Day one in a new leadership role: time to start thinking about your legacy. That's not really a joke. Of course new leaders will usually find a full in-tray – whether electronic or actual – and a list of tasks for the short, medium and long term waiting for them at their new desk.
But it is not too soon to be thinking about what you will hand over to your successor. As the Romans used to say: respice finem. Or as Stephen Covey, author of The Seven Habits Of Highly Effective People, had it: "Start with the end in mind."
A second-term US president who will not be running again for election is supposed to do quite a lot of thinking about legacy.
For Barack Obama, a great big legacy issue has landed right on top of the presidential in-tray: continuing and at times violent racial injustice.
In August, 18 year old Michael Brown was shot dead in Ferguson, Missouri. Meanwhile, Eric Garner, 43, died a month earlier in Staten Island, New York, after being restrained in a choke hold. Both victims were unarmed black men. Both were killed by white police officers. No criminal convictions followed either death.
For Obama, whose cool demeanour and dignity in office have been remarkable, this issue presents a particular challenge. He has rarely, if ever, channeled anger either as a candidate or as president. And yet there is intense anger at this turn of events in African-American communities, and rightly so.
Last week, the New York Times reports, a group of young activists met the president to explain their concerns, and to ask him why he wasn't doing more to reduce this concern. Why wasn't he angry?
"It hurt that he didn't seem to want to go out there and acknowledge that he understands our pain," Rasheen Aldridge told the paper. "It would be a great mark on his presidential legacy if he would come out and touch an issue that everyone is scared to touch."
While Obama had tried to convince his guests that they had his attention and had already achieved a great deal with their protests – "You are sitting in the Oval Office, talking to the president of the United States," he told them – it was action rather than mere sympathy that was being sought. However intractable and frustrating Washington politics can be, here surely is a legacy project for the remaining two years of the 44th US president.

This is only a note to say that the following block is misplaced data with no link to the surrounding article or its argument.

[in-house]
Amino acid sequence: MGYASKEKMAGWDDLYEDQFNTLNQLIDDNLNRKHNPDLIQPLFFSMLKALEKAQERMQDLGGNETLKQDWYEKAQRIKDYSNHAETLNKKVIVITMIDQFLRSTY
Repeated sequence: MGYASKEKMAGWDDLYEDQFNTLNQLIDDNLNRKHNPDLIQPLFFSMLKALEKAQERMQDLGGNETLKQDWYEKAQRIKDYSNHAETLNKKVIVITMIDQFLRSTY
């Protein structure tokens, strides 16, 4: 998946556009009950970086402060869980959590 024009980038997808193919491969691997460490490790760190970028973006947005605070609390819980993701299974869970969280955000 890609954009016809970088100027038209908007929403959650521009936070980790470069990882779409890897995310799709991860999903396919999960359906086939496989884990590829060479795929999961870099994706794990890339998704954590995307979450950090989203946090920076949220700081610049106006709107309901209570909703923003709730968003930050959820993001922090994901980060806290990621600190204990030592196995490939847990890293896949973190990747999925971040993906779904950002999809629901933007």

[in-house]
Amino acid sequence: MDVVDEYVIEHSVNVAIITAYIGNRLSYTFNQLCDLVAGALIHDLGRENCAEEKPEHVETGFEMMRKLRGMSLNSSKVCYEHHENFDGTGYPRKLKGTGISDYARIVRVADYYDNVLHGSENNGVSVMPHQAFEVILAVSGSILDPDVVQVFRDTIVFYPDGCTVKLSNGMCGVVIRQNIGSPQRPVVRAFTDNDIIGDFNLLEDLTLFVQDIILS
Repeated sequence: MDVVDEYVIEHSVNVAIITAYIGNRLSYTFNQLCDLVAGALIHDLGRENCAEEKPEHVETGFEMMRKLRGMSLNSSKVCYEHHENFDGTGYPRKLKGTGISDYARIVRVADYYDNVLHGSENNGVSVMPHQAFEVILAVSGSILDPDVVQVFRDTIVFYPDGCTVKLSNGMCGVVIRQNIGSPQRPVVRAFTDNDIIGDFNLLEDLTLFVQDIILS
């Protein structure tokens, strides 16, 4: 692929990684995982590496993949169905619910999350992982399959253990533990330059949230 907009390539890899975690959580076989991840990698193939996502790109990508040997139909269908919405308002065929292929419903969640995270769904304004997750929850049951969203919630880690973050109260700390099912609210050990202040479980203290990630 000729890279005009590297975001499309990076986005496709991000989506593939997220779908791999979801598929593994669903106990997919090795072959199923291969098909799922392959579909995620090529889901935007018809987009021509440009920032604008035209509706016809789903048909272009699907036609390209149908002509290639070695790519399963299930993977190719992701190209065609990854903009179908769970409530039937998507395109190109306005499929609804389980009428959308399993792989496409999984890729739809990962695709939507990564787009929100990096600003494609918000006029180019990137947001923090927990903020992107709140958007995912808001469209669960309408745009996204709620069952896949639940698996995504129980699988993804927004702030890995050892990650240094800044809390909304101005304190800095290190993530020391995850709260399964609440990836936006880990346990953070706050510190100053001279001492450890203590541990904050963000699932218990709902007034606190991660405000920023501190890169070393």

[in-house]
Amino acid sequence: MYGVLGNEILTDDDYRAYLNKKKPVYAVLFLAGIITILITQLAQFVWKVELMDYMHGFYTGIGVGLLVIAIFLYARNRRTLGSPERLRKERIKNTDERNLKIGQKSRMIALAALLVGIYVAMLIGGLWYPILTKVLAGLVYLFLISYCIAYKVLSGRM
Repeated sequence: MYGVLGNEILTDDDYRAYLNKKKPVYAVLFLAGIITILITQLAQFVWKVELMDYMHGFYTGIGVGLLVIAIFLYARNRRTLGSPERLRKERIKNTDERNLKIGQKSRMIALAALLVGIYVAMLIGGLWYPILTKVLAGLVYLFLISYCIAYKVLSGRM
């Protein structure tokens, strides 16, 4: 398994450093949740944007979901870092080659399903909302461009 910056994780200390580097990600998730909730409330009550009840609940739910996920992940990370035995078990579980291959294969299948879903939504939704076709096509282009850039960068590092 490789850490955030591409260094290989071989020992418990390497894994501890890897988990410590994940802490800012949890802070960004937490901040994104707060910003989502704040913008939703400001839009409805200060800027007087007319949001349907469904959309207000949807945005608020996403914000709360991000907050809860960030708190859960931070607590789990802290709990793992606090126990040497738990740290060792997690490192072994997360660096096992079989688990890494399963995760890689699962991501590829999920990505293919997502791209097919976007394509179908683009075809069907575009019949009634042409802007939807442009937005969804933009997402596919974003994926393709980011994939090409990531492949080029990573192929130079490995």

Legacies matter in business as well as politics
In business, legacies need not be so grand nor so ambitious. But still they matter. Larger organisations in particular take a long time to change. If you are serious about legacy you have to start work on it long before your departure.
And this is not just a question of who succeeds you. Has the organisation been given a sense of purpose and direction that can help guide it even if the next person at the top is not a forceful or effective leader?
At Procter and Gamble, AG Lafley returned as chief executive in May last year having originally "retired" in 2009. His legacy was supposed to have been a stronger, fitter P&G, operating successfully in the hands of his chosen successor, Bob McDonald.
But such is Lafley's commitment to his legacy – and, cynics might argue, his pension, which was originally tied for several years to P&G's stock market performance – he has gone back in to bat.
Leadership, then, is not just about "action this day", although that is a big part of it. It is also about how you prepare your organisation for your departure. Good succession planning is vital.
Ignore the old joke that tells leaders to "find out who your natural successor is... and destroy them". You will need to line up several potential successors, some of whom may not still be around when a vacancy at the top appears.
If more leaders were stewards of their businesses, thinking not only about the next quarter's numbers or a three-year incentive plan but the very long term, then succession and legacy would be less of an issue. We could be more confident that businesses were in good hands. We would know that businesses were being built to last. Legacy, it turns out, is not just a matter for your final weeks and months in a job. It is a task for today.
Stefan Stern is a business, management and politics writer. He writes for The Guardian and The Financial Times and is a visiting professor at Cass Business School.